The country's natural bounty hangs heavily on the trees. High along a mountain pass, atop precipitous ridges thick with coffee bushes our "tourismo" taxi sped at horrifying speed. The radio blasted out a lilting Peruvian flute melody and I was reminded of the visit "Scarface" made to "Sousa" in some similarly appearing mountain paradise.
We took to praying at hair pin bends where the view , though incredibly beautiful was also quite terrifying; a thin line of sticks masqueraded as a guard rail. The barrier sprouted leaves and some stalks even bore fruit. "They are higueron not papaya" Renaldo told us. The hillside coffee bushes grew in a highly erodable red clay. I knew this because we stopped as I felt nauseous from the winding road. While kneeling on the ground I had the opportunity to examine the dirt up close.
Coffee came to Costa Rica from Ethiopia. The traditional shade loving plants were soon replaced by hybrids that grew in greater density where the trees had been cut away. The country's economy had come to depend on the coffee industry and when the prices crashed in 1900 the people were hit by famine. Today there has been a move toward the more traditional shade plants again. The newer hybrids consumed to much nutrient from the soil and the erosion has been catastrophic in some places.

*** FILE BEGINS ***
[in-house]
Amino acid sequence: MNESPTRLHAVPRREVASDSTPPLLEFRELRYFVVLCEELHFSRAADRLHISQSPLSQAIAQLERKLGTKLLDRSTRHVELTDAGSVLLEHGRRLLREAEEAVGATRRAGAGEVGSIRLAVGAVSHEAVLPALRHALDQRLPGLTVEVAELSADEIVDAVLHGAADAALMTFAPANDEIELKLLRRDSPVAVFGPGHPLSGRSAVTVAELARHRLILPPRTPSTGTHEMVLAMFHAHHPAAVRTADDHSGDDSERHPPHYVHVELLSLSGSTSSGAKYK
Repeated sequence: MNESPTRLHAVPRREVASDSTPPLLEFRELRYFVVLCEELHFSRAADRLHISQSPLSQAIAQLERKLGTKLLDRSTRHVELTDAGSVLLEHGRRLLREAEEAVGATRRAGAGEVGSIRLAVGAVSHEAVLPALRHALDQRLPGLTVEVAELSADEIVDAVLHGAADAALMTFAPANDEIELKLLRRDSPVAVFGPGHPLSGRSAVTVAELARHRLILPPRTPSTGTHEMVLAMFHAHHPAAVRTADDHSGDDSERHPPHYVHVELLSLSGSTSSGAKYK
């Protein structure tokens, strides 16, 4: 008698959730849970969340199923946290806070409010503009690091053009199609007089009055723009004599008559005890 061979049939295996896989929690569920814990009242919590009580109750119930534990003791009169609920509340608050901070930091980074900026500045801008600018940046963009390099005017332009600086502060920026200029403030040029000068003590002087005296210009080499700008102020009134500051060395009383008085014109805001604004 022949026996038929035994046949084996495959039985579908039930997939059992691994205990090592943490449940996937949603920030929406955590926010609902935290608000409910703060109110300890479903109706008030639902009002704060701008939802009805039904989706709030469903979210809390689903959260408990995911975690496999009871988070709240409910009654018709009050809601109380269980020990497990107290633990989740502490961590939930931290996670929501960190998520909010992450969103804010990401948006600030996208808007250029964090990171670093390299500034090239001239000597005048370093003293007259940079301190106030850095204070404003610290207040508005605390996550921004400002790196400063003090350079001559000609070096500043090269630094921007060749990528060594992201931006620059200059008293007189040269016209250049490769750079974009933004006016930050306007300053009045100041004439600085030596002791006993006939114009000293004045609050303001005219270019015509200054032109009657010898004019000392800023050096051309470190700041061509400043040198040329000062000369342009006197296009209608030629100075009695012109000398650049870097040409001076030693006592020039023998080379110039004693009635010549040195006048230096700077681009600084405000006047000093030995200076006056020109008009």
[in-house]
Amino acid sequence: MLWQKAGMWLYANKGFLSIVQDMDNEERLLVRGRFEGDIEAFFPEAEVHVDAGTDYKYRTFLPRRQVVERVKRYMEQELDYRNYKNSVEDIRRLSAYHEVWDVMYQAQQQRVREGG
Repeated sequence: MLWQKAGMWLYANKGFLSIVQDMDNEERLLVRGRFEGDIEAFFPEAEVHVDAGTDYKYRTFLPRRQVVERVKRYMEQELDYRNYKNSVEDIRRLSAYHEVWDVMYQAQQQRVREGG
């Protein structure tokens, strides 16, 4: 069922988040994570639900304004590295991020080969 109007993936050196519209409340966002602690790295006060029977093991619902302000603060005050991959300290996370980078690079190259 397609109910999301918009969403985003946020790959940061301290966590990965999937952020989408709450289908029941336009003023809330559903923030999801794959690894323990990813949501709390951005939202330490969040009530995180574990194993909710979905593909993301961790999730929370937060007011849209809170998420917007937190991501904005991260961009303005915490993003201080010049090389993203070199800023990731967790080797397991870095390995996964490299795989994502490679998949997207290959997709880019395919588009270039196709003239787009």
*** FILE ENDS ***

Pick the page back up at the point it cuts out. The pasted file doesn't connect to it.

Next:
The vendor in this picture sells local produce. She has turned her back to the camera as most woman in Costa Rica and especially young girls are camera shy. This is only one of the thousands of stalls dotted around San Jose where fresh fruit and vegetables are sold.
I remember Maggie and I stopped and bought two great "mangas" for lunch one day. As a visitor you will likely pay top dollar, we bargained with the help of our taxi driver and felt we had a deal at 2000 colones, by the salesman's grudging smile I knew he had won the game – no loss he needed the money more than us. We carved them up with plastic knives back at our room at the Melia Caliari. They were the size of canteloupes and when showered with salt they were heavenly.